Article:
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11 of 11 people found the following review helpful By Donald Gallinger on June 6, 2008
Format: Paperback
Alan Clayson's book on George Harrison is a thoughtful and well-documented biography of the "quiet" Beatle, whose song writing abilities were always overshadowed by the talents of John Lennon and Paul McCartney. Clayson details Harrison's evolution as a musical force within the Beatles and his steady progress as an individual within the personality maelstrom of that animal called the Beatles. Touching and challenging in its insights, Clayson evokes a spirit in Harrison that struggled to transcend being simply the Beatles' lead guitarist.

Donald Gallinger is the author of The Master Planets
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6 of 6 people found the following review helpful By BeatleBangs1964 VINE VOICE on May 10, 2004
Format: Paperback
This intense biography of the youngest Beatle is rich in facts and information. This work traces George Harrison's life from his youth in Liverpool to his meteoric rise in fame as a musician and his tragic demise in 2001. People who knew George Harrison as well as the backdrop of events and issues of the times are richly expounded upon, thus making this work exceptional.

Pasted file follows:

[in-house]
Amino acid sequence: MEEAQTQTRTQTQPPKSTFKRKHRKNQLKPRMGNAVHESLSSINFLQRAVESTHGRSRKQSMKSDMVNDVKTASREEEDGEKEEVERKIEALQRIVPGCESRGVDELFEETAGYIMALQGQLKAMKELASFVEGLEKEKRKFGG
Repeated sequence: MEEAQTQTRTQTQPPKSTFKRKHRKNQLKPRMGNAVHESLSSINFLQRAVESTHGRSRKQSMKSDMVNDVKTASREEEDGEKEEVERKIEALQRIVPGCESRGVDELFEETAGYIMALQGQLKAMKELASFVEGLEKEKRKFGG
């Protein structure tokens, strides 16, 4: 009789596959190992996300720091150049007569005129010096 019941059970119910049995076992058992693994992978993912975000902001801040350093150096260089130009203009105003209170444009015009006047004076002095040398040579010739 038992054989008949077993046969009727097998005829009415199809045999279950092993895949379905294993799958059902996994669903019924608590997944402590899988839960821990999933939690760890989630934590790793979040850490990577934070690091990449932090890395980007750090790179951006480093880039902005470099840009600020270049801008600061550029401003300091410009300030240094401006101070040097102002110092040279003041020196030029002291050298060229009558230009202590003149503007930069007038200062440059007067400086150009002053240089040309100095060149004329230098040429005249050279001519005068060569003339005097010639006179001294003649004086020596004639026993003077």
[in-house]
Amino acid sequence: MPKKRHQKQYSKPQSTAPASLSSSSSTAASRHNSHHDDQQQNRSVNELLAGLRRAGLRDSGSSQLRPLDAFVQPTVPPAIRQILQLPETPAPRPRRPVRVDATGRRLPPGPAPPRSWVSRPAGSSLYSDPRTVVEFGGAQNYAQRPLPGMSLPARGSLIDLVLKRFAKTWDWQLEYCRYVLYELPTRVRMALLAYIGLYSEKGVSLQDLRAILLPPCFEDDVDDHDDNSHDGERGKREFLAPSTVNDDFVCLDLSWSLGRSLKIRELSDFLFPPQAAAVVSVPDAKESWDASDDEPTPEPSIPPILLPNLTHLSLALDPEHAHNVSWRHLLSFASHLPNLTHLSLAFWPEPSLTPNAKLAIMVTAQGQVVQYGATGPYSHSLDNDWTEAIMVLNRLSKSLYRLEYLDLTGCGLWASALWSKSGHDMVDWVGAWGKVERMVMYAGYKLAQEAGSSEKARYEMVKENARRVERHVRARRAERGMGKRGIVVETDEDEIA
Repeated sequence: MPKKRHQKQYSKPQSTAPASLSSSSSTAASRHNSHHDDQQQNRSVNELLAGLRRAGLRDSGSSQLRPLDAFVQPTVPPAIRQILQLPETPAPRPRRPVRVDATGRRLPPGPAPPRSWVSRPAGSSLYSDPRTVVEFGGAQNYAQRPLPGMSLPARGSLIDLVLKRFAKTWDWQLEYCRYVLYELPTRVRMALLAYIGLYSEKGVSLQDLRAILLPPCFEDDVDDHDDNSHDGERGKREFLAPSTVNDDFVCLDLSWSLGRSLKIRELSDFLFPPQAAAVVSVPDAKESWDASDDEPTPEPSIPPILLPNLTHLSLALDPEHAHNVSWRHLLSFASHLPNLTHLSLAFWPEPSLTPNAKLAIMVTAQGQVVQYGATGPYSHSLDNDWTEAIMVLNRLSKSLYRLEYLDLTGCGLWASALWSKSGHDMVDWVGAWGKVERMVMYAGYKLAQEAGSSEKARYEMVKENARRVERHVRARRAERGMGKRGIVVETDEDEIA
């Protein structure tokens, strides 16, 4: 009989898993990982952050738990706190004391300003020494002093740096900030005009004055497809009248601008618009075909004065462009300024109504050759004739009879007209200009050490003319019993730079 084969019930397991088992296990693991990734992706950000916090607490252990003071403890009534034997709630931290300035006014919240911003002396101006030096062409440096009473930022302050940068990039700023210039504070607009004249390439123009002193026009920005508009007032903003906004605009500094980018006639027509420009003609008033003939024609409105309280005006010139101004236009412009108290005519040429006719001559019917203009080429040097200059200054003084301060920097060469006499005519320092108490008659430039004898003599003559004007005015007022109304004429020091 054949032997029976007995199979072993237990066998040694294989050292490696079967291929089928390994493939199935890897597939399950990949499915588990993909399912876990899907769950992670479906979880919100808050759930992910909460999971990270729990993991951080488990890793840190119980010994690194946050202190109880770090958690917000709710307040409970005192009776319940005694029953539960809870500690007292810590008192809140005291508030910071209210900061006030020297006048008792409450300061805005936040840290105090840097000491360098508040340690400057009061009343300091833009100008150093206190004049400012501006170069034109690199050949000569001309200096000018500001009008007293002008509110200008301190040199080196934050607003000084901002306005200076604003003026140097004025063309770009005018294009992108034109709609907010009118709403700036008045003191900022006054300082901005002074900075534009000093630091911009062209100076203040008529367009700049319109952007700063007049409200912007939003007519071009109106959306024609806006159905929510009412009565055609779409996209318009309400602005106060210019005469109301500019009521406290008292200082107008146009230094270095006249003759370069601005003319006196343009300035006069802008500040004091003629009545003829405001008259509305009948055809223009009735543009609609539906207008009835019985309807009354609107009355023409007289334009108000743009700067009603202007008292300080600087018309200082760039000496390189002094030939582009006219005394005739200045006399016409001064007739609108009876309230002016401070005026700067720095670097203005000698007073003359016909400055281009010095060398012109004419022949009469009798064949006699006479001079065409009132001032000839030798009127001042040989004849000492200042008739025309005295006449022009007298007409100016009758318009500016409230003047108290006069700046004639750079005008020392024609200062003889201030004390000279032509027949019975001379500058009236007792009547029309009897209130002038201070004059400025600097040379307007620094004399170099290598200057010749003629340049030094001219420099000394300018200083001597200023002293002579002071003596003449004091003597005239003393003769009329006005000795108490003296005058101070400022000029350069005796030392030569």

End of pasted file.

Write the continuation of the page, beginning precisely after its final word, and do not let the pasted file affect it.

I like the way many details are included in this work because it gives readers a multi-faceted look at the man who would set new standards among lyricists and guitarists. This unique individual, George Harrison stood out among his peers including the other Beatles. Clayson does him justice in portraying him in his natural state. He has a rich supply of sources and is able to account for each documentation. I really like the chapter Clayson included about George's 1963 trip to America to visit his sister, brother-in-law and their children. The impact the young Beatle had on the people he met in Benton, Illinois is well chronicled in this work.
This is work well worth the read and I am the proud owner of it. Try Some, Buy Some and enjoy this book. It is very riveting and intense.
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12 of 14 people found the following review helpful By R. Riis VINE VOICE on December 4, 2001
Format: Paperback